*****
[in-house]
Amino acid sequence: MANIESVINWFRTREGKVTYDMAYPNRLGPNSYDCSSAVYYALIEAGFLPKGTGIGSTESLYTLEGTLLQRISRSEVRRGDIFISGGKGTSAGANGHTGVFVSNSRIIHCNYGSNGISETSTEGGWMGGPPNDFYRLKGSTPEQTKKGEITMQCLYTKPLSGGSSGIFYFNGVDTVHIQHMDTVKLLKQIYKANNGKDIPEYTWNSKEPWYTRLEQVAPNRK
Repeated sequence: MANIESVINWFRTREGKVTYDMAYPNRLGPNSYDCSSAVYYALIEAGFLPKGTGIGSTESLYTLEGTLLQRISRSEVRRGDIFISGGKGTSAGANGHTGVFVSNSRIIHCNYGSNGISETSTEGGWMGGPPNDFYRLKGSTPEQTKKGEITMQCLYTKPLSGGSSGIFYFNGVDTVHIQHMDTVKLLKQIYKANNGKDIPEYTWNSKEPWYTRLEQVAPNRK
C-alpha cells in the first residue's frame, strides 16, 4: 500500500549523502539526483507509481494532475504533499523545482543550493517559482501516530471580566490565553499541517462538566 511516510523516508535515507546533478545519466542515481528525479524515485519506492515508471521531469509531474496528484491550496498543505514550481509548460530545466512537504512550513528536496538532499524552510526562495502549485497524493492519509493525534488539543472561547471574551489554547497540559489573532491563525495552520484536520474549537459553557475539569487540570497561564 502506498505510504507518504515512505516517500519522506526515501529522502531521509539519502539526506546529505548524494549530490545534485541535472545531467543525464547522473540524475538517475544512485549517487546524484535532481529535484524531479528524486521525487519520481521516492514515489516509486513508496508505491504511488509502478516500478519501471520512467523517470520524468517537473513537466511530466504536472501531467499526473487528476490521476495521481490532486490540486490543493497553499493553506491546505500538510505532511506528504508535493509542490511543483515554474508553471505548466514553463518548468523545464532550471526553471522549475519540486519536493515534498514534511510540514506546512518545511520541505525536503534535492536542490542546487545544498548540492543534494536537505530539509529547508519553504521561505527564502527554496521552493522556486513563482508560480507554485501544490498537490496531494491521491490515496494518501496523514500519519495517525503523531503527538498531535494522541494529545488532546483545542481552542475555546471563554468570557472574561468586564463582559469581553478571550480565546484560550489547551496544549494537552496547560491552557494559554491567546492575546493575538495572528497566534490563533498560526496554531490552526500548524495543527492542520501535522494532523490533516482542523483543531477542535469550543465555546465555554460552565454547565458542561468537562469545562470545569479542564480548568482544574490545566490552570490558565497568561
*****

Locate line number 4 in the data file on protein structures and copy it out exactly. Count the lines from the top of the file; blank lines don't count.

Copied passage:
C-alpha cells in the first residue's frame, strides 16, 4: 500500500549523502539526483507509481494532475504533499523545482543550493517559482501516530471580566490565553499541517462538566 511516510523516508535515507546533478545519466542515481528525479524515485519506492515508471521531469509531474496528484491550496498543505514550481509548460530545466512537504512550513528536496538532499524552510526562495502549485497524493492519509493525534488539543472561547471574551489554547497540559489573532491563525495552520484536520474549537459553557475539569487540570497561564 502506498505510504507518504515512505516517500519522506526515501529522502531521509539519502539526506546529505548524494549530490545534485541535472545531467543525464547522473540524475538517475544512485549517487546524484535532481529535484524531479528524486521525487519520481521516492514515489516509486513508496508505491504511488509502478516500478519501471520512467523517470520524468517537473513537466511530466504536472501531467499526473487528476490521476495521481490532486490540486490543493497553499493553506491546505500538510505532511506528504508535493509542490511543483515554474508553471505548466514553463518548468523545464532550471526553471522549475519540486519536493515534498514534511510540514506546512518545511520541505525536503534535492536542490542546487545544498548540492543534494536537505530539509529547508519553504521561505527564502527554496521552493522556486513563482508560480507554485501544490498537490496531494491521491490515496494518501496523514500519519495517525503523531503527538498531535494522541494529545488532546483545542481552542475555546471563554468570557472574561468586564463582559469581553478571550480565546484560550489547551496544549494537552496547560491552557494559554491567546492575546493575538495572528497566534490563533498560526496554531490552526500548524495543527492542520501535522494532523490533516482542523483543531477542535469550543465555546465555554460552565454547565458542561468537562469545562470545569479542564480548568482544574490545566490552570490558565497568561